Saturday, February 02, 2008

Daley asked Ald. Stone to resign as vice mayor

Seems that Berny Stone's version of why Mayor Daley is supporting St. Senator Ira Silverstein for Democratic Committeeman is a bit far fetched. The Sun-Times Columnist, Michael Sneed, who tends to be clued in to the comings and goings of the 5th floor, writes:

The snubbing/drubbing of Ald. Bernard Stone, who has been in office for 35 years, is a classic case of "Upset the mayor -- get tossed under the bus."

• • The story behind the story: Sneed hears Mayor Daley's decision not to back loyalist Stone, 80, for 50th Ward Democratic committeeman had its beginning long before Stone's vote against the 2008 city budget.

• • The first shot: Sneed hears rumbles that Daley sent an emissary from the city's Intergovernmental Affairs office to solicit Stone's resignation as vice mayor -- at the start of Daley's present term.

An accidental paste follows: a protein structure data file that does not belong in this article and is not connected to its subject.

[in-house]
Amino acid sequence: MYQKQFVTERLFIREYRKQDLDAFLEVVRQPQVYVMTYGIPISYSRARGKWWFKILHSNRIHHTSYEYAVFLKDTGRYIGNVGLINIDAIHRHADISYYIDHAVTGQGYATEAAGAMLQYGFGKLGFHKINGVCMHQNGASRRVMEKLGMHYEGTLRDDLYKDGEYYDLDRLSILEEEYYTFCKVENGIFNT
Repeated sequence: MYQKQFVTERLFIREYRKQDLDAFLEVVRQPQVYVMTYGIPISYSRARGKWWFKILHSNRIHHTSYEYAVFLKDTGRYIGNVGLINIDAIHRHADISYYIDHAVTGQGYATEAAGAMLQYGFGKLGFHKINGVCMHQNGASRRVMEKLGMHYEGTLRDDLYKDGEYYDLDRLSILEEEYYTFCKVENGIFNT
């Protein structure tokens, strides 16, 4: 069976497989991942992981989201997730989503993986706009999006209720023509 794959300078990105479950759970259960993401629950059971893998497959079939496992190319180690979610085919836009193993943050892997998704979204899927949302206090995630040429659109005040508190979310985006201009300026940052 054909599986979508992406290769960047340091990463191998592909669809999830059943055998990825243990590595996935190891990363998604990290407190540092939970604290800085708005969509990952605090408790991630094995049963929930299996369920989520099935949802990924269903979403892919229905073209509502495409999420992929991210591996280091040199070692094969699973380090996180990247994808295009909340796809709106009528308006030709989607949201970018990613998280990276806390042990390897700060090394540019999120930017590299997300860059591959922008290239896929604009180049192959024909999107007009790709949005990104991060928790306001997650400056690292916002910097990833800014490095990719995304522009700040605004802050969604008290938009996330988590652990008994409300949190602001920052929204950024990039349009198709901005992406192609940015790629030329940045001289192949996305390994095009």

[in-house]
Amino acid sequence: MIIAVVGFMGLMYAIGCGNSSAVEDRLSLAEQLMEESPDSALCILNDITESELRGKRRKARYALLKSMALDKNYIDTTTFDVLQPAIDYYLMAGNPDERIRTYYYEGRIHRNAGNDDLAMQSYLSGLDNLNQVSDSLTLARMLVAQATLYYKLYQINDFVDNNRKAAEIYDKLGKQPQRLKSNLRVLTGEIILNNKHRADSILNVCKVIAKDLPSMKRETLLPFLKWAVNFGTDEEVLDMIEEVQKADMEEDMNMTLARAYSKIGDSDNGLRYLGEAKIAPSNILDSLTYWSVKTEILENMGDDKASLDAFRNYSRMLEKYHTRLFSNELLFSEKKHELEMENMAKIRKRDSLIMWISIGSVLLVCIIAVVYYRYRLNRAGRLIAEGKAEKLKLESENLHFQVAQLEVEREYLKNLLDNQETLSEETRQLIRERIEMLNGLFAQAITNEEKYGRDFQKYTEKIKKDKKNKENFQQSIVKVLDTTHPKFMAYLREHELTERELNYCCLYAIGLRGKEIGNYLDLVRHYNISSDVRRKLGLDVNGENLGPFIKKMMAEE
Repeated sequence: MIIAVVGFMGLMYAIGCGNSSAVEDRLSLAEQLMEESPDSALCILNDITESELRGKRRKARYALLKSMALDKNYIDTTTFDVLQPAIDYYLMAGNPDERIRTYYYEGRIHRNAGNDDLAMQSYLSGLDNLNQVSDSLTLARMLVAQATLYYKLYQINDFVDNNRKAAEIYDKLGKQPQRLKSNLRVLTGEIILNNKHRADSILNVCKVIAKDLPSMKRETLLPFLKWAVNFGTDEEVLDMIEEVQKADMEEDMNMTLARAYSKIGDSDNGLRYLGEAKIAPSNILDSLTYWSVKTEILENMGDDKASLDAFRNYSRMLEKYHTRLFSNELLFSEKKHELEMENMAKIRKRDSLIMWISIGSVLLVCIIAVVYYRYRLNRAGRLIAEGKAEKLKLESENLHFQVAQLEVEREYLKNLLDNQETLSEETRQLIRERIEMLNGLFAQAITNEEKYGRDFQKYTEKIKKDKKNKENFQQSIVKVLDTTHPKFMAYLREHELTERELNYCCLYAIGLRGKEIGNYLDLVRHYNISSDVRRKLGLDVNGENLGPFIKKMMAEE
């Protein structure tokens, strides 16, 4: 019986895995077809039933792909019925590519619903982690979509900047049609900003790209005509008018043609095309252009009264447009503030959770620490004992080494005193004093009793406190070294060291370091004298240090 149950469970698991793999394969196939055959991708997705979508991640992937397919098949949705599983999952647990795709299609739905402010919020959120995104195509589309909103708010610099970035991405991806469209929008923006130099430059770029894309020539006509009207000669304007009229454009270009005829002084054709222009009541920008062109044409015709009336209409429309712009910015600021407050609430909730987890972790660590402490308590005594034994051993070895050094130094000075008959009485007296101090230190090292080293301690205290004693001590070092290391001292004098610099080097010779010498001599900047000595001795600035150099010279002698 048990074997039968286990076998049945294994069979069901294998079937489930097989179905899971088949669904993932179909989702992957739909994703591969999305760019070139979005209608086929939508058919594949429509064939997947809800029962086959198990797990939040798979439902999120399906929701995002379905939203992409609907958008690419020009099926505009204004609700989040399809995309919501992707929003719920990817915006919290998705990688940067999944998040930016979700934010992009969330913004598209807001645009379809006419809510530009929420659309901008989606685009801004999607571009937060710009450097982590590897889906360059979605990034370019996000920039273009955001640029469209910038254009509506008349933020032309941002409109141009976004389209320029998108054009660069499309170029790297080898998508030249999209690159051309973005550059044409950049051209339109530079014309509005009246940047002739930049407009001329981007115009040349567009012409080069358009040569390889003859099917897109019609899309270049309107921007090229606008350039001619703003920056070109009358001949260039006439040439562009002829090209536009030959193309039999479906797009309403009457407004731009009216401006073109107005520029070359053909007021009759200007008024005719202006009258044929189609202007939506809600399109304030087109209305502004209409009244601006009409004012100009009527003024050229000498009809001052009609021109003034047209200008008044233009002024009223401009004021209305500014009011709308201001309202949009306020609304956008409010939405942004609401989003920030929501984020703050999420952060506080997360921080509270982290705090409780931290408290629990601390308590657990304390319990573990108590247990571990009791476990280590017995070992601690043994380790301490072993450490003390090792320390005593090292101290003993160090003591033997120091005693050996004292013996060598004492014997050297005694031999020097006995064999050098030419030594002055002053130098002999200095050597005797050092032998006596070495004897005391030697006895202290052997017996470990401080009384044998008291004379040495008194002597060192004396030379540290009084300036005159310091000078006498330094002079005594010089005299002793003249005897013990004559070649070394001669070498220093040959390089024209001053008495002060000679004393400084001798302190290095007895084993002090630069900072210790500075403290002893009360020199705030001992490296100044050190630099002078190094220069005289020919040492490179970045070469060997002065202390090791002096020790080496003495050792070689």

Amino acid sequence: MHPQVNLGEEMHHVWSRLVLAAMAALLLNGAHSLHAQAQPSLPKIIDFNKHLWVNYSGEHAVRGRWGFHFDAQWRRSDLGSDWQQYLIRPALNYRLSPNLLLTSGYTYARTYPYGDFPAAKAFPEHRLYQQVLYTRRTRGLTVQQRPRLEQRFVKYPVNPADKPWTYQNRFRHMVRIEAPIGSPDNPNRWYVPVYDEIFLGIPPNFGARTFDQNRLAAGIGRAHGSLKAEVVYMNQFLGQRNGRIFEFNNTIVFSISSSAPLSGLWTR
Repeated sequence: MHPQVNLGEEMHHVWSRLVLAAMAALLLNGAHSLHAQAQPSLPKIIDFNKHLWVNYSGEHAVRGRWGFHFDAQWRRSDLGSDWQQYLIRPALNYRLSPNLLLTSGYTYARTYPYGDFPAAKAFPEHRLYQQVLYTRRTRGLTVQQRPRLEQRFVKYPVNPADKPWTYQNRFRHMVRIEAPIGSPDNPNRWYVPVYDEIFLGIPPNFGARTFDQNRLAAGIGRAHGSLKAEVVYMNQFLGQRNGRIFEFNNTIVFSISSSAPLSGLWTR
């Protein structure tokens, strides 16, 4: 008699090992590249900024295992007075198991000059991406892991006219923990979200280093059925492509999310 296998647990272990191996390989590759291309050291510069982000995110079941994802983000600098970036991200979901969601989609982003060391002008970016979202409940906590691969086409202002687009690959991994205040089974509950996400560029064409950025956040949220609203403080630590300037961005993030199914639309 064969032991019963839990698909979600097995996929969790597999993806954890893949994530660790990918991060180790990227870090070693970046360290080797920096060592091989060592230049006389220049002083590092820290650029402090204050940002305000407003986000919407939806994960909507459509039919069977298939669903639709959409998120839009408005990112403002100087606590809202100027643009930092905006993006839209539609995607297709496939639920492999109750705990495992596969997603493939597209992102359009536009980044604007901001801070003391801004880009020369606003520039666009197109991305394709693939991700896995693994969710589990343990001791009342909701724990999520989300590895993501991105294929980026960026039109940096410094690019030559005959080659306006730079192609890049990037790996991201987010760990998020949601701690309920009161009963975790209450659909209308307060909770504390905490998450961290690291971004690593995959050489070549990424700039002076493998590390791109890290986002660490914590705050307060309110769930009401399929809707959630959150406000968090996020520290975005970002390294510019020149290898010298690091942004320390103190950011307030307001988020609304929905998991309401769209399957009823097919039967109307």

• • The upshot: Considering his long tenure and loyalty to Daley in the City Council, Stone believed the request to be out of line and refused.

• • The buckshot: Word is Daley, who has a long memory, chalked this up as "strike one" against Stone.

• • The backshot: Stone's subsequent "no" votes on the budget and property tax increases -- despite 18 years of tough political support for Daley (including on such issues as the controversial big-box ordinance) -- seem to be strikes two and three. Stone's big-box vote almost cost him his aldermanic seat last February.

Hugh Devlin, who doubles as an information central for many things in the neighborhood, is right when he says:

It is reasonable that Daley had an idea of the current investigation into voter fraud in the 50th, and knew it was actionable and ongoing, at the time Daley asked Stone to step down.

I'd take it a bit further. If the Mayor sent someone from the Inspector General's office to ask Stone to resign, then he definitely understood the implications of the investigation into Stone's criminal organization and was looking to separate himself from it. The Mayor has enough problems with governing the city; he doesn't need Stone's criminal activities to reflect poorly on him or on the city of Chicago.

None of us do.

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